The 400-pound Guarana in the Room

Sept. 6, 2006
Natural caffeine is abundant in our modern, high-energy society. The sun never sets on the Starbuck’s empire. And talk about teas, once we discovered antioxidants and EGCG, variety in the tea market went through the roof.

No longer do we choose from black tea to sip and black tea to ice. We’ve got green tea, white tea and tea in everything from carbonated beverages to ice cream. Antioxidants have also increased the popularity of chocolate — another popular source of natural caffeine — moving it from once-decadent dessert indulgence to guiltlessly healthy snack.

We must be in need even of more energy, because caffeine-laden “energy” drinks fill the coolers from grocery stores to gas stations. Many of these energy drinks are spiked with synthetic caffeine. Others use caffeine from decaffeinated coffee (which still is natural). But there’s another source of natural caffeine in the energy drinks hitting the market with force. It’s a special seed called guarana.

Guarana comes from the Paullinia cupana plant, a shrub or small tree native to Brazil. It’s a member of the family of shrubs called soapberry plants that thrive in the tropics. The name guarana is derived from the Tupi-Guarana word wara’ná. The indigenous Tupi and Guarana tribes believe it to be a magical plant that can cure g.i. complaints and aid in the recovery of strength and vitality.

Some of that “vitality” comes straight from caffeine: Gaurana seeds are 2.5 to 7 percent caffeine, compared to 1 to 2 percent in a coffee bean. The natural caffeine in guarana, often called guaranine, stimulates the central nervous system, and hence brings with it both perceived pluses and minuses of the more familiar drinks. Caffeine can quicken perceptions, aid endurance and reduce appetite. It can also increase blood pressure and heart rate, which can make you feel jittery, prevent sleep, and increase visits to the bathroom.

There is concern that gaurana, in combination with drugs or other caffeine-containing substances that target the sympathetic nervous system, may have additive effects on blood pressure. Conversely, there is interest in some of the potential positive aspects of this complex plant.

Guarana happens to be a rich source of tannins (up to 16 percent in the dry berries). Some tannins have earned a reputation as potential defensive components against DNA damage. Various tannins, such epigallocatechin-3-gallate from green tea, theafulvins and theaflavins from black tea and procyanidins from grape seeds are believed to be protective against certain forms of cancer.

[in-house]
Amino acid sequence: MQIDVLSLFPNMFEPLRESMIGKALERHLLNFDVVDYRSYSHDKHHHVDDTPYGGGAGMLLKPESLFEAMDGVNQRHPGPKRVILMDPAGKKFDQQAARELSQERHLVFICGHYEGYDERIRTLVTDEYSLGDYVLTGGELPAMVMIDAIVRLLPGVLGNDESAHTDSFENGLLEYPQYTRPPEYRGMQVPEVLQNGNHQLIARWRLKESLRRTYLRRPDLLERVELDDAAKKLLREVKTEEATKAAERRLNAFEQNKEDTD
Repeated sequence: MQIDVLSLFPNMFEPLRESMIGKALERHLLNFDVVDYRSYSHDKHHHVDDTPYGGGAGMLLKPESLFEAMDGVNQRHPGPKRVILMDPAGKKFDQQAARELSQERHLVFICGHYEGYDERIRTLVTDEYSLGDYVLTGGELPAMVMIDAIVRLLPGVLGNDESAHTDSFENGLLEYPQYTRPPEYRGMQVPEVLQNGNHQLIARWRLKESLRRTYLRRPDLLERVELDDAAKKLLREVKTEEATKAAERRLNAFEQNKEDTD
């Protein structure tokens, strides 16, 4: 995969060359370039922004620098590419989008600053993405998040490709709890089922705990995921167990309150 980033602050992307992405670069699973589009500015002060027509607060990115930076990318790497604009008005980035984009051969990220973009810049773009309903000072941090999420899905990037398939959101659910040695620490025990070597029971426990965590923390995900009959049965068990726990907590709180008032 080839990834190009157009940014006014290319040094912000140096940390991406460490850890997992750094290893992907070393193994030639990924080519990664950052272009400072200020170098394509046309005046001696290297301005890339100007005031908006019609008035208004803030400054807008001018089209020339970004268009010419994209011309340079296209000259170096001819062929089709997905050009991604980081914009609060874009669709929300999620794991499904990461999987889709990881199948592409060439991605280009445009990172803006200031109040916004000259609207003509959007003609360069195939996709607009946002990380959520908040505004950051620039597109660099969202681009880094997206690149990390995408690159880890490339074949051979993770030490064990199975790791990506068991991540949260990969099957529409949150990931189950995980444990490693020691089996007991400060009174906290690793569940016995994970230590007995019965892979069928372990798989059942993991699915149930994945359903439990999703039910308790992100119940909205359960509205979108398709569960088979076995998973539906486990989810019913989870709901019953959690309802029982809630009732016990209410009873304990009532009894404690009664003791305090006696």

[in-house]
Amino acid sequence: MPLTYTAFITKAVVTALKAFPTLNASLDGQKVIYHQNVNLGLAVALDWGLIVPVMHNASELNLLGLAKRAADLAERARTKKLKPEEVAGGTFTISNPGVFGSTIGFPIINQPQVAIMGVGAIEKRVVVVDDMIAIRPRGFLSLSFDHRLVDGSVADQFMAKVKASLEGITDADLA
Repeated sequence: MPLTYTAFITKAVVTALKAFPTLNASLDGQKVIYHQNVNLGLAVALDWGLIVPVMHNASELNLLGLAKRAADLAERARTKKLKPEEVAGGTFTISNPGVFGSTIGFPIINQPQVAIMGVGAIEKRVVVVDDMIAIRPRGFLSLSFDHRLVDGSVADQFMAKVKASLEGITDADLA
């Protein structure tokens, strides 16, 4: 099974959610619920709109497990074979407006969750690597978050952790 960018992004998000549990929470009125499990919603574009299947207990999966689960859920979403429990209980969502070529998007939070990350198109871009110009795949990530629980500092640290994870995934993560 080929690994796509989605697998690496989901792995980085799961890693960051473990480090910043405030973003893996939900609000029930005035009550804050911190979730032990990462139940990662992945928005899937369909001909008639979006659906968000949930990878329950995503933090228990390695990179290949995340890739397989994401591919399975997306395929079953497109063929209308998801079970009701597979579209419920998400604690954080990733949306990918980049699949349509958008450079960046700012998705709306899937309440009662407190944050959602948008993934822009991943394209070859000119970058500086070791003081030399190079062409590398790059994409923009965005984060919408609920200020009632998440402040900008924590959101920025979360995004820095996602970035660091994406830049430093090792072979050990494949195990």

An animal study recently published in the Journal of Food and Chemical Toxicology suggested guarana is protective against DNA damage induced in the liver. In this study, guarana appeared to protect against a specific type of DNA damage to liver, as long as the dosage was relatively low. Previous studies using much higher doses suggested guarana could be toxic and actually act as a potential mutagen, increasing risk of aberrant cells.

However, a 1998 animal study from Ireland, published in the Journal of Ethnopharmacolocy, indicated that even at high doses, tissues remain unaltered. Furthermore, guarana, when supplied at low concentrations in water, inhibited lipid peroxidation. In other words, the science behind guarana indicates that, as with most compounds, a little can go a long way.

Another 1998 animal study indicated guarana may help protect against ulcers – at least for those who imbibe in alcoholic beverages. The research, reported in the Journal of Ethnopharmacology and conducted in Brazil (where guarana is native) revealed that guarana reduced lipid peroxidation, even in small doses. Lipid peroxidation has the potential to damage cell membranes. This may help to explain why guarana protected the animal models in the study from gastric ulceration induced by the administration of ethanol (and the drug indomethacin).

Other attributes of guarana have been highly touted. For example: Guarana is presented as a weight-loss aid. There are studies that suggest this, but none prove guarana to act in a manner any different from caffeine or other stimulants.

The big selling point of many guarana-containing products these days hinges on suggestions guarana may aid memory and slow down memory loss.

In 2004, a study published in the Journal Pharmacology, Biochemistry and Behavior, reported improved cognitive performance in human volunteers given guarana extract.

The study evaluated speed of attention, speed of memory, accuracy of attention, secondary memory and working memory. Other measures included logical reasoning and sentence verification. The results showed a significant positive effect on speed of attention, reaction times, and secondary memory (delayed word and picture recognition, and immediate and delayed word recall). The low dose of guarana in these experiments suggested the cognitive effects were due to more than the caffeine.

At present the food applications for guarana have been restricted to mostly soft drinks and energy drinks. It is a natural food with a long tradition in Brazil. But there are many questions about its use, mostly related to the amount of natural caffeine. Much study is needed to learn whether the other potential benefits come out from under the caffeine shadow. It’s not a miracle ingredient, or a quick weight-loss solution. Guarana is, however, a reasonable and marketable alternative to other ways of spiking energy drinks.

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